Rabigen Sag2

European Medicines Agency Veterinary Medicines



This document is a summary of the European Public Assessment Report. Its purpose is to explain how the assessment done by the Committee for Medicinal Products for Veterinary Use (CVMP) on the basis of the documentation provided, led to the recommendations on the conditions of use.

This document cannot replace a face-to-face discussion with your veterinarian. If you need more information about your animal’s medical condition or treatment, contact your veterinarian. If you want more information on the basis of the CVMP recommendations, read the Scientific Discussion (also part of the EPAR)._

What is Rabigen SAG2?

Rabigen SAG2 is a vaccine againts rabies. It is presented as baits.

What is Rabigen SAG2 used for?

Rabigen SAG2 is used for the active immunisation of red foxes (Vulpes vulpes) and raccoon dogs (Nyctereutes procyonoides) to prevent infection by rabies virus. The baits are distributed by land or by air. The number of baits distributed depends on the number of foxes or raccoon dogs and varies between 13 and 20 per square kilometre. Rabigen SAG2 can only be used by authorised personnel within the framework of vaccination campaigns against rabies.

How does Rabigen SAG2 work?

Rabigen SAG2 is a vaccine. Vaccines work by ‘teaching’ the immune system (the body’s natural defences) how to defend itself against a disease. Rabigen contains live rabies viruses. The viruses have been selected because of their ‘low virulence’ (limited ability to cause the disease). The viruses are contained in a sachet within a bait matrix. As the foxes or raccoon dogs eat the bait, they get exposed to the viruses and make antibodies against them. If the foxes or racoon dogs are then exposed to the rabies virus later in life, they do not become infected.

How has Rabigen SAG2 been studied?


The distribution of almost four million baits of the product during the field trials over four years have been followed by an intensive surveillance of the vaccination areas.

Raccoon dogs

As raccoon dogs are considered a minor species, no field trials were carried out. Efficacy was based on the efficacy results from laboratory studies and the extensive use of the vaccine in the field for foxes.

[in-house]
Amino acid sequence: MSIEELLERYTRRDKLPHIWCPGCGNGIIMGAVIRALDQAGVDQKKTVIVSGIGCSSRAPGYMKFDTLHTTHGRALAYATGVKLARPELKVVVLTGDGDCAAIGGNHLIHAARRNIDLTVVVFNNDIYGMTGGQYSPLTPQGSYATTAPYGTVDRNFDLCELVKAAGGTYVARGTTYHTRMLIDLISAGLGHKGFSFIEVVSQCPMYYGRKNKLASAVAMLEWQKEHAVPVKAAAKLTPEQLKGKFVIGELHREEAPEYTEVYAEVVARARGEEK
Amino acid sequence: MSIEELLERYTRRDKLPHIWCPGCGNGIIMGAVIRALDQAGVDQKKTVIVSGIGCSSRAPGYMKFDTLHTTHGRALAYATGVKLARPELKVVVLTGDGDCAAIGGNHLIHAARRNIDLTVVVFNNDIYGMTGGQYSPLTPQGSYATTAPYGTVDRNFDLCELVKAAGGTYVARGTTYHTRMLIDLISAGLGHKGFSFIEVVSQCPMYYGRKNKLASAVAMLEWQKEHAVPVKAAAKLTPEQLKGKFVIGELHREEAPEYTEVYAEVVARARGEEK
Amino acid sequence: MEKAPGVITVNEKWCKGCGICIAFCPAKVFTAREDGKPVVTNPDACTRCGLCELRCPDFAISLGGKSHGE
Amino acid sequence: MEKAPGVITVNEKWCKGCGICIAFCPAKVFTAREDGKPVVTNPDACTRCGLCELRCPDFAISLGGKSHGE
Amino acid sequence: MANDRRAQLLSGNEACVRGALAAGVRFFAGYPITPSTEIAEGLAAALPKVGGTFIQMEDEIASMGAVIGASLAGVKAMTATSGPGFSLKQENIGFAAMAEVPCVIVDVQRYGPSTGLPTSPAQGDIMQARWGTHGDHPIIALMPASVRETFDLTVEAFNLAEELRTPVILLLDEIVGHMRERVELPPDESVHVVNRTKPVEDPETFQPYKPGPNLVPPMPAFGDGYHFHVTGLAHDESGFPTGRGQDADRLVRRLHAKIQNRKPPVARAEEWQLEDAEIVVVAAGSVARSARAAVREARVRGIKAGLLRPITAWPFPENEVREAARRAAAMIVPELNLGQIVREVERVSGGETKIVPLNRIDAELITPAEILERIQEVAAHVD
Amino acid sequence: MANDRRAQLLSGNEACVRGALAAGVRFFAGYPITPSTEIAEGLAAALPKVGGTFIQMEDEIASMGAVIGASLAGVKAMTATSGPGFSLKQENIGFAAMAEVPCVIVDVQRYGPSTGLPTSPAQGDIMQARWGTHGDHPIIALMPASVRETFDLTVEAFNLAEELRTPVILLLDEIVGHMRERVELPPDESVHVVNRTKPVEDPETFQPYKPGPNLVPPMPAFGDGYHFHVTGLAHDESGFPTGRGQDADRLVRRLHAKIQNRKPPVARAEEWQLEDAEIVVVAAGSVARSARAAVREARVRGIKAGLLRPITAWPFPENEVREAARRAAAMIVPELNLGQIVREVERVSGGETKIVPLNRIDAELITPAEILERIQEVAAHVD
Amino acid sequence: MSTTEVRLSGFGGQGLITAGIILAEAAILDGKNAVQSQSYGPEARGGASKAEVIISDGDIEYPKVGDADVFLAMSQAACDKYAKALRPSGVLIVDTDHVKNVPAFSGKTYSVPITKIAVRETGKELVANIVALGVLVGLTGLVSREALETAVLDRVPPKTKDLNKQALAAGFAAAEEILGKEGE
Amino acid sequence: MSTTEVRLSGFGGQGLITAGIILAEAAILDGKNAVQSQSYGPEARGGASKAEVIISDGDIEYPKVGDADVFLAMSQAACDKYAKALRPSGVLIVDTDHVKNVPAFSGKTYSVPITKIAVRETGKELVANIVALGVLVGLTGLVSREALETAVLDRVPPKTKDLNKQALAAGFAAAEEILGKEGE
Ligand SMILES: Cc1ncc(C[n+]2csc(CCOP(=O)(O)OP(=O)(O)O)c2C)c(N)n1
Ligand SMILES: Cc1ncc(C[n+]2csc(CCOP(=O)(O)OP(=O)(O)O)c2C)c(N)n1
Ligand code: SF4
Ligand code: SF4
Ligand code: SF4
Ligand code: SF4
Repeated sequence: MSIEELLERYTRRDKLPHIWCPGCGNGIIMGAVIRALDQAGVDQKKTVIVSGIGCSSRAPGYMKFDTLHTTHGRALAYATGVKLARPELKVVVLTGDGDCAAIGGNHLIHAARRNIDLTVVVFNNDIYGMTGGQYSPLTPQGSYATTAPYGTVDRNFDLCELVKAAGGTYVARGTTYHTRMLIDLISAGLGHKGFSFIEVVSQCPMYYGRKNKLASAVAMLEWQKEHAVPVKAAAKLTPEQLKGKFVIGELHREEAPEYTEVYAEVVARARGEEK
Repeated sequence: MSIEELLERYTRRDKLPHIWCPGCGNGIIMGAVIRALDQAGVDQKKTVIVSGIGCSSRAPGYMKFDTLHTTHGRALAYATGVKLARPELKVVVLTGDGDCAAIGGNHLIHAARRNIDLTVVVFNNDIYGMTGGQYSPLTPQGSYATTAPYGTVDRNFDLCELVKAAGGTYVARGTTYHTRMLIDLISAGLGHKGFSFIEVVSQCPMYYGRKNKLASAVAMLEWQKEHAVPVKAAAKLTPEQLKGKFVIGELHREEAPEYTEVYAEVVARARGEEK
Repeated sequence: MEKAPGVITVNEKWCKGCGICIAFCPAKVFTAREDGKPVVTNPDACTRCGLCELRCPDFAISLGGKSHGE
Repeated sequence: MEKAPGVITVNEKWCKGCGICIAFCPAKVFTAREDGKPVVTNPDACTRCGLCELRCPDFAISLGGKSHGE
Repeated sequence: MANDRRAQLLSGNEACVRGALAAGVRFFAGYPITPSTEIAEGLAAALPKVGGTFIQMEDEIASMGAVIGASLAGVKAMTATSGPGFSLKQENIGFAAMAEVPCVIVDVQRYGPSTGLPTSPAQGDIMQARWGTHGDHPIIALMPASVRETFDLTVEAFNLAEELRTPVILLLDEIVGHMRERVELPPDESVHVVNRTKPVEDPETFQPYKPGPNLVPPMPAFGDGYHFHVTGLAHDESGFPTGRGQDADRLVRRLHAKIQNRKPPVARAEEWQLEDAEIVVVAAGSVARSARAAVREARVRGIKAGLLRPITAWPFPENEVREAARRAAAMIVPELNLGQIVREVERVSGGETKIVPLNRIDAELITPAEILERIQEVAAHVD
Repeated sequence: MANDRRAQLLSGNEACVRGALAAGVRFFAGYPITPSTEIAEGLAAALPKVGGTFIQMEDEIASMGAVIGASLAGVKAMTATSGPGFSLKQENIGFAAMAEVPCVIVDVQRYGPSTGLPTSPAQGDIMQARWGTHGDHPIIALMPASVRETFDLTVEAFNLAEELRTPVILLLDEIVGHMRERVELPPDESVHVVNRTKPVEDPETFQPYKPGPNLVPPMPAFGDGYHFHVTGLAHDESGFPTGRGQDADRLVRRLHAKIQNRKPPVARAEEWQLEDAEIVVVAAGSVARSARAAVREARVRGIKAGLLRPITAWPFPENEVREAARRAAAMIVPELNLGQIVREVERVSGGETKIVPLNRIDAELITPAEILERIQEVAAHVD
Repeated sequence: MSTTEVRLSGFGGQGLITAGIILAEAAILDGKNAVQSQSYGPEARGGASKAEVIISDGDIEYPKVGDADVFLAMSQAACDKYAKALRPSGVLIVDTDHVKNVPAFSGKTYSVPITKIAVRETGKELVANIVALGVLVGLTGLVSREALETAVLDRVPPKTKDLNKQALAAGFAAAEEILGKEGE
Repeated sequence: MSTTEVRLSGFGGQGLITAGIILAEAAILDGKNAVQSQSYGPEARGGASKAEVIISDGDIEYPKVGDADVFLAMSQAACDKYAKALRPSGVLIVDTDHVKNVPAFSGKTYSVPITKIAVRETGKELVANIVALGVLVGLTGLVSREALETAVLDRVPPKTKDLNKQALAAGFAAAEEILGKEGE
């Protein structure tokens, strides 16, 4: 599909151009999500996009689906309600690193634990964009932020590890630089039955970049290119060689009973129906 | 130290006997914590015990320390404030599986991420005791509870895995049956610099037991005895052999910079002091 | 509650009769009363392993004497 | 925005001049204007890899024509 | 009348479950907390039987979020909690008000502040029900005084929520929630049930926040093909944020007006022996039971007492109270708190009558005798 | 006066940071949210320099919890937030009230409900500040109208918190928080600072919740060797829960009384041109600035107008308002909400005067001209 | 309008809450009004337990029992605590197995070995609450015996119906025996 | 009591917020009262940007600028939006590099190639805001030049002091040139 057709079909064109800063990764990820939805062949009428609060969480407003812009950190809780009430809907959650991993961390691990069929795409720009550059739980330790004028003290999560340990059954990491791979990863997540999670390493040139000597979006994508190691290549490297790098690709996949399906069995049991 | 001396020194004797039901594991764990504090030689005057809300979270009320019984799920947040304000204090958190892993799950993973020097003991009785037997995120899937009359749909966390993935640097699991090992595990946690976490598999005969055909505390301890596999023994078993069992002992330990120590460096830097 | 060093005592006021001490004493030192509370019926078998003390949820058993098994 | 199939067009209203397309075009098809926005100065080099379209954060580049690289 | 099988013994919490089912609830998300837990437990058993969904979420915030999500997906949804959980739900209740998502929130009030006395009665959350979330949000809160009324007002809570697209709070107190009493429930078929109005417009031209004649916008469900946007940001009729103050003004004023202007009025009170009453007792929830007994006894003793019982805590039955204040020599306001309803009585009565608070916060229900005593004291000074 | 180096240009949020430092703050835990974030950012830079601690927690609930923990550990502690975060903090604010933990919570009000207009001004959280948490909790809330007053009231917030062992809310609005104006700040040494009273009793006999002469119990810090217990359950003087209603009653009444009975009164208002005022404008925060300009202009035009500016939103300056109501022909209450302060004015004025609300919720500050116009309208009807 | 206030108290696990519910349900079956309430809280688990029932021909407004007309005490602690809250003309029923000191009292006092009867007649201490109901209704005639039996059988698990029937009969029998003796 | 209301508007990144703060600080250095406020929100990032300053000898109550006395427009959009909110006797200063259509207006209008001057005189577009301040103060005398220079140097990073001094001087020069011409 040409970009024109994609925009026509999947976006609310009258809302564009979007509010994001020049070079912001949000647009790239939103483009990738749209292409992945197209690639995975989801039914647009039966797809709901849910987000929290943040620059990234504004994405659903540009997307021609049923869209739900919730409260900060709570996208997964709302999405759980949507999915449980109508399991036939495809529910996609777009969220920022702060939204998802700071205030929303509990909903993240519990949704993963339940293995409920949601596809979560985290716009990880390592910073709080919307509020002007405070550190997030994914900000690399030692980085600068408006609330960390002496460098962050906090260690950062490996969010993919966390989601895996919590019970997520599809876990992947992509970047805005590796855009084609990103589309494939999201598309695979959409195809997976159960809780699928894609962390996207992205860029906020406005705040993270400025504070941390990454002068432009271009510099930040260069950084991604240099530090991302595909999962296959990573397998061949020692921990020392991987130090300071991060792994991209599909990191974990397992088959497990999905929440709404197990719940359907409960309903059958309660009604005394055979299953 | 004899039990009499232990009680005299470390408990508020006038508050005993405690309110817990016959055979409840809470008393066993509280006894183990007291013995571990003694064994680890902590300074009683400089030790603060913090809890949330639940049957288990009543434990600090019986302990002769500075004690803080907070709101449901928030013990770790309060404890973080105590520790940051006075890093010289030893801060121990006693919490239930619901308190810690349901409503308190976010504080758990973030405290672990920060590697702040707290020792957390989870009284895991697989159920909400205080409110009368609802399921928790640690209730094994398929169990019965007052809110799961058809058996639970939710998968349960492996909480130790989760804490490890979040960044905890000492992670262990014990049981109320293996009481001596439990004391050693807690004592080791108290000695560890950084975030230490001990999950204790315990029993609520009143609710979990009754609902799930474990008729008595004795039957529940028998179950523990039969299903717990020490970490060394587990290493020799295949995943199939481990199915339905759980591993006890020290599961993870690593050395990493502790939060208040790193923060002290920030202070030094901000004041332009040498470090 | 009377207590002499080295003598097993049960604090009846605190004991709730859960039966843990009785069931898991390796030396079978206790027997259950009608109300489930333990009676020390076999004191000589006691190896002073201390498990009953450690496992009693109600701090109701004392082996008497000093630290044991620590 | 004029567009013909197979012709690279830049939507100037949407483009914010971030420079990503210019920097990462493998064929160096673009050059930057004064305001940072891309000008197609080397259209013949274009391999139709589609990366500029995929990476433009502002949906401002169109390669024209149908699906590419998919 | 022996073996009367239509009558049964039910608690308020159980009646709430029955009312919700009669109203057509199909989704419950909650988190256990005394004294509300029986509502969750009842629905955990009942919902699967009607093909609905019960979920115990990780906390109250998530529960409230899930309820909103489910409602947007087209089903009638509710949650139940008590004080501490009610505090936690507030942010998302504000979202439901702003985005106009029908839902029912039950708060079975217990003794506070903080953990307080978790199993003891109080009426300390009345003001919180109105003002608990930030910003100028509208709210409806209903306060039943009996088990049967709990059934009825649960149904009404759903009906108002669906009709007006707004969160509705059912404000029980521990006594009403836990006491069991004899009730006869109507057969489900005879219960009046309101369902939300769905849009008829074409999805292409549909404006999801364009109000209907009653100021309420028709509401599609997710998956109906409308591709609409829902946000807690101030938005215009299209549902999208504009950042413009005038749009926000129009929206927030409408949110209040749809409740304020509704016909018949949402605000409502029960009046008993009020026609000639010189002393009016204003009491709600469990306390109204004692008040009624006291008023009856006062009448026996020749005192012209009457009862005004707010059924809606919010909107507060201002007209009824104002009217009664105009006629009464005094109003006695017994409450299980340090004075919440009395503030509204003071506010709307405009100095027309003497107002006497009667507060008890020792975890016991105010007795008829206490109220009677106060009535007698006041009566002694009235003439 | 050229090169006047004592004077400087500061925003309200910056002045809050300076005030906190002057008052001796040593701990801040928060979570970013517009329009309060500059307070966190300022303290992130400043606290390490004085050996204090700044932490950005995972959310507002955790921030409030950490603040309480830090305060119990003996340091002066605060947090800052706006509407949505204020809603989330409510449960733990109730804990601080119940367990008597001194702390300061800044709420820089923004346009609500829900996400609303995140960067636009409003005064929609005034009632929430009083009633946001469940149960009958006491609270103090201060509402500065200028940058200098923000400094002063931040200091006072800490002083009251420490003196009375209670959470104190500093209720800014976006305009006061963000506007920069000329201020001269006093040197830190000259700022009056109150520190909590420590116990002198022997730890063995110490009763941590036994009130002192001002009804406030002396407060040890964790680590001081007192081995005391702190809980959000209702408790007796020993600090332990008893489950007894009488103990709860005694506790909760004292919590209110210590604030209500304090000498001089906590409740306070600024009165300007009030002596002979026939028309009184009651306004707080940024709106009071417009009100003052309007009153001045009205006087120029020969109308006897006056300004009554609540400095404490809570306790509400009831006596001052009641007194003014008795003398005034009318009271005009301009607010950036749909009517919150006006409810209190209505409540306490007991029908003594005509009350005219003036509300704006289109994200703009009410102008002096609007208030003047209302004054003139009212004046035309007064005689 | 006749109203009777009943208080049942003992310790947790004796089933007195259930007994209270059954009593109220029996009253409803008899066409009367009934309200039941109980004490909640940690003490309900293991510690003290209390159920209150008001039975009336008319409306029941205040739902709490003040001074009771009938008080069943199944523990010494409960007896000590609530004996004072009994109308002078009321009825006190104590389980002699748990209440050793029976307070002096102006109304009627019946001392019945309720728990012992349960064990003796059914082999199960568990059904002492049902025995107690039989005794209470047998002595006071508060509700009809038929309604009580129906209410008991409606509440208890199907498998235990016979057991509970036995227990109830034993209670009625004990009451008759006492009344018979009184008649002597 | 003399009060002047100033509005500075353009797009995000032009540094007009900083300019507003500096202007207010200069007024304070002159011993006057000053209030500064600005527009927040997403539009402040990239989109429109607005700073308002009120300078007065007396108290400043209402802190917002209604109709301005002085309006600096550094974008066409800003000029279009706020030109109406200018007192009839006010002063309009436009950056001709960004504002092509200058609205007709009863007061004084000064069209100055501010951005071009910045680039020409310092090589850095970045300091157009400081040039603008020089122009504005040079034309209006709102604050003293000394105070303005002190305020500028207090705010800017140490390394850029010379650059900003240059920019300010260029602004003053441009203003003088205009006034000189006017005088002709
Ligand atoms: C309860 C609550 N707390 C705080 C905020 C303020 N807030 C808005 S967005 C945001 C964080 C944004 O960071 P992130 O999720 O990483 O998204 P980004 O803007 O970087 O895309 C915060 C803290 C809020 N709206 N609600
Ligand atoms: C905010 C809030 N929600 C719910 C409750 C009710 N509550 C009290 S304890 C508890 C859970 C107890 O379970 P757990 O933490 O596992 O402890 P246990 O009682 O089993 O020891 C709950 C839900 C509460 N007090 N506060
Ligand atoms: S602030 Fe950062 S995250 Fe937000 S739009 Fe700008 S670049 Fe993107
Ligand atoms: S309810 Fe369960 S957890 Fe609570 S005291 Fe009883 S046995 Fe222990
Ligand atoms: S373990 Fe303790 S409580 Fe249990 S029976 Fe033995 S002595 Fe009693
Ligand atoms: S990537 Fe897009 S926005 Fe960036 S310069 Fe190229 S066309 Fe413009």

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What benefit has Rabigen SAG2 shown during the studies?

When distributed in the wild, the SAG2 rabies vaccine bait was readily taken by free ranging foxes and raccoon dogs. Following bait uptake, adult and fox cubs and raccoon dogs showed significant antibody response. As a result, rabies decreased significantly in the vaccinated areas until its complete elimination. Moreover, the use of this vaccine has been efficiently preventing the vaccinated area from re-infection from still contaminated neighbouring areas. No case of vaccine induced rabies was reported, confirming the safety of the vaccine in the field. The vaccine confers 6-month protection against rabies.

What is the risk associated with Rabigen SAG2?

No undesirable effects have been shown for Rabigen SAG2.

What are the precautions for the person who gives the medicine or comes into contact with the animal?

It is recommended to wear rubber gloves when handling the bait. People handling and distributing this vaccine should be vaccinated against rabies. People whose immune system is weakened must not be allowed to handle this vaccine.

In the event of human exposure to the active substance of the vaccine, seek medical advice immediately and show the package leaflet or the label to the doctor.

Why has Rabigen SAG2 been approved?

The Committee for Medicinal Products for Veterinary Use (CVMP) concluded that the benefits of Rabigen SAG2 exceed the risks for its use in red foxes and raccoon dogs to prevent infection by rabies virus and recommended that Rabigen SAG2 be given a marketing authorisation. The benefit-risk balance may be found in module 6 of this EPAR.

Other information about Rabigen SAG2:

The European Commission granted a marketing authorisation valid throughout the European Union, for Rabigen SAG2 to Virbac S.A. on 6 April 2000. The marketing authorisation was subsequently renewed in 2005 and varied in April 2008 to include raccoon dogs as a new target species. Information on the prescription status of this product may be found on the label/outer package.

This summary was last updated in May 2008.